Musaafir hun yaaro na ghar hai na thhikaana
Mujhe chalte jaana hai bas chalte jaana
(I am a traveller in the quest of life
No address no home to call my own
All I have to do is go on, just go on forever).
Another song from the film, Gharonda, reflects the search of two love birds for a home in a city:
Do deewaane sheher mein
Raat mein ya dopahar mein
Aab o daana dhoondte hain
Ek aashiana dhoondte hain
(Two crazy hearts in love
On a mission day and night
Searching for a love nest to call their own).
Then came a film, in 1987, directed by Gulzar called Ijazat. A particular song touched every single heart that had ever been in love. It also bagged two national awards. One for Asha Bhonsle as playback singer and the other for Gulzar, the lyricist: Mera kuchh saamaan tumhaare paas padaa hai (I left behind some memories with you).
The year 2008 was a landmark year for Gulzar as the world caught sight of his prodigious talent in the movie Slumdog Millionaire. This song was on everyone’s lips:
Jai Ho Jai Ho
Aaja aaja jind shaamiyaane ke tale
Aaja zariwaale neele aasmaan Ke tale
(Come join me under the marquee of life The beautiful shimmering blue skies Let’s rejoice!). AR Rehman composed the memorable music to complement the poetic genius of Gulzar. The song got accolades and brought home the prestigious Ishquiya was a film that rocked the ticket counter due to its unusual catchy numbers:
Dil toh Bacha hai
Aisi uljhi nazar unse hatti nahi
Daant se reshmi dor katti nahi
(The heart is naive like a child
Caught in such an eyelock, it’s tough to look away
As much as one may try
It’s hard to break away).
When a Hindi version of the Jungle Book was made Gulzar sahib and Vishal Bhardwaj worked on a song for kids that became a cult song:
Jungle jungle baat chali hai pata Chala hai
Arre chadhi pehen ke phool Khola hai
(Hear you all, the rumours that are doing the rounds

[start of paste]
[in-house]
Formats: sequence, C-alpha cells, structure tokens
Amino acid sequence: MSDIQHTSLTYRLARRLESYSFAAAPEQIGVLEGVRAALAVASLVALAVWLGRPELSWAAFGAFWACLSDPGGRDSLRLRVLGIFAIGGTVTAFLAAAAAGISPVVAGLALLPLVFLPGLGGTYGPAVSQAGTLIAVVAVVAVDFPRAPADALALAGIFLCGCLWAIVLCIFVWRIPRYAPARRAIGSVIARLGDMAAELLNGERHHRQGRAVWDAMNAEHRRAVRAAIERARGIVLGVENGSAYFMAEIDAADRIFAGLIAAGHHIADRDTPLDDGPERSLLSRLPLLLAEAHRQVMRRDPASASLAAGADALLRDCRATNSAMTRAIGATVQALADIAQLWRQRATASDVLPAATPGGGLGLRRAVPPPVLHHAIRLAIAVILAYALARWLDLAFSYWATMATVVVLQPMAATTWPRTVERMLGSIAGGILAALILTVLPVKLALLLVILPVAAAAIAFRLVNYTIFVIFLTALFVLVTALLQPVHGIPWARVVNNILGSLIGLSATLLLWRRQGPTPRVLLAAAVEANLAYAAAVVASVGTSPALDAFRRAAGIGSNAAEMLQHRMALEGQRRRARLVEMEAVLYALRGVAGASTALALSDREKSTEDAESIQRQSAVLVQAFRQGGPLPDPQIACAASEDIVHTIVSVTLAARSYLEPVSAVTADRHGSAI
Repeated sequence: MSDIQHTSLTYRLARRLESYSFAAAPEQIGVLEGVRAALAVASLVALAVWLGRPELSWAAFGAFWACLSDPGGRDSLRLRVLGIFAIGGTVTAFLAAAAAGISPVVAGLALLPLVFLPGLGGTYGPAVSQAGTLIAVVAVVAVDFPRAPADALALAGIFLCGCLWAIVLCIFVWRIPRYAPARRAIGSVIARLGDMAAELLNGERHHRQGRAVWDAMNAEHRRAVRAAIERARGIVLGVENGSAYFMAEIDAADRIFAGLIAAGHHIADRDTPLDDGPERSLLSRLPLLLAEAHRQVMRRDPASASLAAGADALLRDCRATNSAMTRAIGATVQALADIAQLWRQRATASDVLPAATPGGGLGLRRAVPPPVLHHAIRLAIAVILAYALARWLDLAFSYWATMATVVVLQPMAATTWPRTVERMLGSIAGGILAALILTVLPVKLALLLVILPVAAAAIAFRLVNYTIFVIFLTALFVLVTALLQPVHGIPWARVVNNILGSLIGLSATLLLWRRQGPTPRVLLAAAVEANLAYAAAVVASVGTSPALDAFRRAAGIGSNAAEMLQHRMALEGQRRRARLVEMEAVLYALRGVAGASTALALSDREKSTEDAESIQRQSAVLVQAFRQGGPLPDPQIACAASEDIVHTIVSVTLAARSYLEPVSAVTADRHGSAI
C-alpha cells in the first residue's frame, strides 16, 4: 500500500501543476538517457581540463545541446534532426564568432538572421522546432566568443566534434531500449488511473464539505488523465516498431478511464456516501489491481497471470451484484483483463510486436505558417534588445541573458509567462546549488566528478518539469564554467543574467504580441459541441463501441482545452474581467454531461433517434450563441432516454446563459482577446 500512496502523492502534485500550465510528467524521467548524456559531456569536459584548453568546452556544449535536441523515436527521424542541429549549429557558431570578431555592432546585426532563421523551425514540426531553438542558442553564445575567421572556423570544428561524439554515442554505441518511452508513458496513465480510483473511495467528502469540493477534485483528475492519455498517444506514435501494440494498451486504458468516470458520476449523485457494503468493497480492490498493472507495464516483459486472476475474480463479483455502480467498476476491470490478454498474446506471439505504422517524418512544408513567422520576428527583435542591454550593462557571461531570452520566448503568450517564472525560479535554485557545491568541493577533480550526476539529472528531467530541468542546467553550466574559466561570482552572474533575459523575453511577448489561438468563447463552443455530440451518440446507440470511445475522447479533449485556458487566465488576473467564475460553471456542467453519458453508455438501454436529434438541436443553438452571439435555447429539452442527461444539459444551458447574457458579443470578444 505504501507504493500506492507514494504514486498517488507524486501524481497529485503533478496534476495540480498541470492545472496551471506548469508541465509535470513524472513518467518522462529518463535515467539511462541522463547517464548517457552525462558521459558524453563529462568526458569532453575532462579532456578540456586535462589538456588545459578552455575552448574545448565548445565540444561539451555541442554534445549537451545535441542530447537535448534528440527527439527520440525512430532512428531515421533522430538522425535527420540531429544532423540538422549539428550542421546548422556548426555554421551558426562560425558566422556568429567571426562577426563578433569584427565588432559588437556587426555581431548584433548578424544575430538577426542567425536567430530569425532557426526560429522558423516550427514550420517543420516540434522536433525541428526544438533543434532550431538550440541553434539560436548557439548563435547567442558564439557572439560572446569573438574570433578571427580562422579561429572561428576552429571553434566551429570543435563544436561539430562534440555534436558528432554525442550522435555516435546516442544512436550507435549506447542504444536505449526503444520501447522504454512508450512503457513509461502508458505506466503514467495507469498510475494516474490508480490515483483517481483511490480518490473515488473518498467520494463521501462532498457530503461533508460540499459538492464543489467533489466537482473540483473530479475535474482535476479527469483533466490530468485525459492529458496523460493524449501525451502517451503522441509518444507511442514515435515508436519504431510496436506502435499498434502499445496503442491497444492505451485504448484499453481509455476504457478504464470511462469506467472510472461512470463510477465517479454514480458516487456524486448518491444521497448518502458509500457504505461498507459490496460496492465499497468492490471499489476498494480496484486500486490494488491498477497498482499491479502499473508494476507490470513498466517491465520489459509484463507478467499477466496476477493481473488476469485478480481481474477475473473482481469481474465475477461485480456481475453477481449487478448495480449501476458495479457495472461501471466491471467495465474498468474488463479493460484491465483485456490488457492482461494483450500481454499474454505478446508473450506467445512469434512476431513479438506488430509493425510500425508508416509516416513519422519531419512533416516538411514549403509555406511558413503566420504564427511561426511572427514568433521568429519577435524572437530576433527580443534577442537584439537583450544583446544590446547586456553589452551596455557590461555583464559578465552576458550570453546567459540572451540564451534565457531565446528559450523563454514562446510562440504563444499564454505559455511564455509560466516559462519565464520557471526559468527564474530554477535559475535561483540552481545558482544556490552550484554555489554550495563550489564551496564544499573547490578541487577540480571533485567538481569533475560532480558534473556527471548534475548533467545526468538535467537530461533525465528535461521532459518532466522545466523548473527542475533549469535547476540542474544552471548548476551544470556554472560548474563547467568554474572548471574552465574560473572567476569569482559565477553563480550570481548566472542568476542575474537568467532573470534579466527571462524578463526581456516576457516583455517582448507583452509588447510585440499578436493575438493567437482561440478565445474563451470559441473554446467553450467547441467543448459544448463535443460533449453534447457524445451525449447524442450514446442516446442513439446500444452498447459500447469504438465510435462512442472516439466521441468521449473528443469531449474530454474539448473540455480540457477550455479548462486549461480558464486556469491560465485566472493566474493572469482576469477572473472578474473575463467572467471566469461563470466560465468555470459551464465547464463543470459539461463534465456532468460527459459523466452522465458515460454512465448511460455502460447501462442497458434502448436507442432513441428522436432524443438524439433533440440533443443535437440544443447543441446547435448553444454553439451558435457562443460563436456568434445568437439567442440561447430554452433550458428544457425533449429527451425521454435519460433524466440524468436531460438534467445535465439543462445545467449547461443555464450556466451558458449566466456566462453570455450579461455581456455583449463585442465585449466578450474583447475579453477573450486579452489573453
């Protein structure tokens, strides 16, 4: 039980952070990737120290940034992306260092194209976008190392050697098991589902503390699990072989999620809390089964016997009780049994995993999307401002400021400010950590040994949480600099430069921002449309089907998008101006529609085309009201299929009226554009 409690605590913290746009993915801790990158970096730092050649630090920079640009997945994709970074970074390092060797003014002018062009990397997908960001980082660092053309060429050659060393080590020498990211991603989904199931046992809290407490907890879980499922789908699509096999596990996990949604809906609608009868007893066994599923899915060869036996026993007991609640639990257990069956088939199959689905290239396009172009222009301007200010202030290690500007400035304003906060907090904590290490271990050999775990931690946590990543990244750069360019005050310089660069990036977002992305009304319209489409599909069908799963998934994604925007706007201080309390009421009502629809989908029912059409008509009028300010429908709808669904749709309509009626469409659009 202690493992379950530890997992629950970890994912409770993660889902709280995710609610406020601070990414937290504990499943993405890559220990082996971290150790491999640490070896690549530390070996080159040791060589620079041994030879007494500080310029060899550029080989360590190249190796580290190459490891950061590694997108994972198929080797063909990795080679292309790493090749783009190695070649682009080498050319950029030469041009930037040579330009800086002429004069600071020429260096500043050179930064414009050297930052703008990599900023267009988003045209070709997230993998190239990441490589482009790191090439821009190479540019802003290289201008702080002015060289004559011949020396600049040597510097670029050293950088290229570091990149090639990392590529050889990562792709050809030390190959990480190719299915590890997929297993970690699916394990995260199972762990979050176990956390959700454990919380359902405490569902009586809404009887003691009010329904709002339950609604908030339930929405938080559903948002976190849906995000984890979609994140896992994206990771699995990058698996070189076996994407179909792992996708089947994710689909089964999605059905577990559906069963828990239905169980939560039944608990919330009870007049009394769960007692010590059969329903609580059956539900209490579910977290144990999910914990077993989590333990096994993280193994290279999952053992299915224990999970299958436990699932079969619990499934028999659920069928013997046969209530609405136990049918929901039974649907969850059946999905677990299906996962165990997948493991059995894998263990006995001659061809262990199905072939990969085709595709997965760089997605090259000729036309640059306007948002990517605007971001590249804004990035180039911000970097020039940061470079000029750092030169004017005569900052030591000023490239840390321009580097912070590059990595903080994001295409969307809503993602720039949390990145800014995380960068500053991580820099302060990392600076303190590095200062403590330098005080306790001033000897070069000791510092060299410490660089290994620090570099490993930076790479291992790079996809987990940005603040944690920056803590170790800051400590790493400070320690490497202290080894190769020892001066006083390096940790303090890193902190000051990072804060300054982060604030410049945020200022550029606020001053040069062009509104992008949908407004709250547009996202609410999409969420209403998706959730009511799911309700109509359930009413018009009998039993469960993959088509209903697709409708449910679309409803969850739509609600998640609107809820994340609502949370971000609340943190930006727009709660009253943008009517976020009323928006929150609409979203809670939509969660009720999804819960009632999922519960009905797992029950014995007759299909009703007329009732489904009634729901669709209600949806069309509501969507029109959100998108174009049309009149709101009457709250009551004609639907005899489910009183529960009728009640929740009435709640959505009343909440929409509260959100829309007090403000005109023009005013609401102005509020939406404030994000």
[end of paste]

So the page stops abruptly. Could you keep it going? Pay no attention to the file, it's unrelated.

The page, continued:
A young cherub has been found in his diapers).
As a lyricist he worked with many talented music directors like R D Burman, Salil Choudhry and A R Rehman. Films of note that left an indelible mark bore Gulzar’s stamp like Aandhi and Mausam. The television series Mirza Ghalib was immaculately directed with a deep sense of the work and times of the great poet Mirza Ghalib. Besides being a film director, Gulzar is a screenwriter, producer, author and a poet of distinction.
Gulzar is the recipient of the Padma Bhushan, the third highest civilian award in India. He won the highest award for Indian cinema, the Dadasaheb Phalke Award. The Sahitya Academy award also came his way. Gulzar bagged numerous national film awards, 20 Filmfare awards, 11 for Best Lyricist and 4 for Best Dialogue. In the 81st Academy Awards he received an Academy Award for best original song for Jai Ho, along with Rehman. One Grammy Award also for best song written for a motion picture, television or other visual media for Jai Ho again.
Gulzar also received the 2012 Indira Gandhi Award for National Integration. At 80 plus Gulzar has no regrets. His thoughts are as progressive as when he went for meetings of the progressive writers’ movement in his youth with his mentor Shailendra, the song writer. He does not dismiss item songs nor does he look down on them. He feels cinema is a reflection of the times we live in. Not one to live entrenched in the past, he never says, “Hamaare zamaane mein yeh hua karta thha” (In our times this is what happened). His crisp white kurta pyjama clad persona comes across as a man who has not become a cynic with age as lots of us do.
Tabu who worked with him says that he never dwells in the past. Working with the likes of Sanjeev Kumar and RD Burman perhaps rubbed it off on him.
Of course there are photographs of his daughter Bosky in his office. A wall clock with RD Burman’s picture on its face and the screenplay of his 1988 television serial Mirza Ghalib line his bookshelf. These are things close to his heart. His thoughts are aptly summed up in his own words, “Nostalgia is a sweet place for a poet and writer to be in. But it’s an indulgence, a distraction. You can’t live in a distraction.”
All translations by the author.
Lily has published English poems in three anthologies. She was awarded Reuel international prize for poetry 2016. A postgraduate in English from Punjab University, she was awarded a gold medal for best all-round student and academics. She edited her college magazine and wrote middles for newspapers. Poetry blossomed after her young son’s sudden demise. She writes in Hindi and English. Hailing from a defence family, she is settled in Chandigarh.